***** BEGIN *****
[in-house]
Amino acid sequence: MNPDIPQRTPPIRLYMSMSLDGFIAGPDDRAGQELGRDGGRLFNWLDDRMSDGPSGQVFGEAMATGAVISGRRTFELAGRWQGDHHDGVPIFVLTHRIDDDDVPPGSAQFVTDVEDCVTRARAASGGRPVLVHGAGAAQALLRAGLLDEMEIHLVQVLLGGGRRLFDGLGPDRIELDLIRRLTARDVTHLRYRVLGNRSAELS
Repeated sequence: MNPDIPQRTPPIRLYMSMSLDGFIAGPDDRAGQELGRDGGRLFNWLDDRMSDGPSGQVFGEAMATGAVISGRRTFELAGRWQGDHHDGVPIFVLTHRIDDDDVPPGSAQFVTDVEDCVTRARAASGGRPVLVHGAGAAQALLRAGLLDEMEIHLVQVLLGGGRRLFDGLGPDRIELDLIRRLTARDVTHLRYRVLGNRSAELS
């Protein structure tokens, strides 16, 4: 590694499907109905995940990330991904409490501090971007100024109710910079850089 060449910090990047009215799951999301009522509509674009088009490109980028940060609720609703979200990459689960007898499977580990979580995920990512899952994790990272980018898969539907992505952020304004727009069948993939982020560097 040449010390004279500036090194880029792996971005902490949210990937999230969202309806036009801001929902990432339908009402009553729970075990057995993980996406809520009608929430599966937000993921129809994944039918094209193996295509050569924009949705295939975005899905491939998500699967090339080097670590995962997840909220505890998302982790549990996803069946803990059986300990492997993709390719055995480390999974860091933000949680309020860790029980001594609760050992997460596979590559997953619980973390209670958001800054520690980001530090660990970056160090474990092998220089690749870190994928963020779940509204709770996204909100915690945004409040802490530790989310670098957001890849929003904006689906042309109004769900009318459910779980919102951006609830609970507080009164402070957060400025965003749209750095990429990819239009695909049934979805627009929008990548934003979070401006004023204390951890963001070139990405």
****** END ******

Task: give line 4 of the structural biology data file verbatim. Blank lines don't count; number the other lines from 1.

């Protein structure tokens, strides 16, 4: 590694499907109905995940990330991904409490501090971007100024109710910079850089 060449910090990047009215799951999301009522509509674009088009490109980028940060609720609703979200990459689960007898499977580990979580995920990512899952994790990272980018898969539907992505952020304004727009069948993939982020560097 040449010390004279500036090194880029792996971005902490949210990937999230969202309806036009801001929902990432339908009402009553729970075990057995993980996406809520009608929430599966937000993921129809994944039918094209193996295509050569924009949705295939975005899905491939998500699967090339080097670590995962997840909220505890998302982790549990996803069946803990059986300990492997993709390719055995480390999974860091933000949680309020860790029980001594609760050992997460596979590559997953619980973390209670958001800054520690980001530090660990970056160090474990092998220089690749870190994928963020779940509204709770996204909100915690945004409040802490530790989310670098957001890849929003904006689906042309109004769900009318459910779980919102951006609830609970507080009164402070957060400025965003749209750095990429990819239009695909049934979805627009929008990548934003979070401006004023204390951890963001070139990405």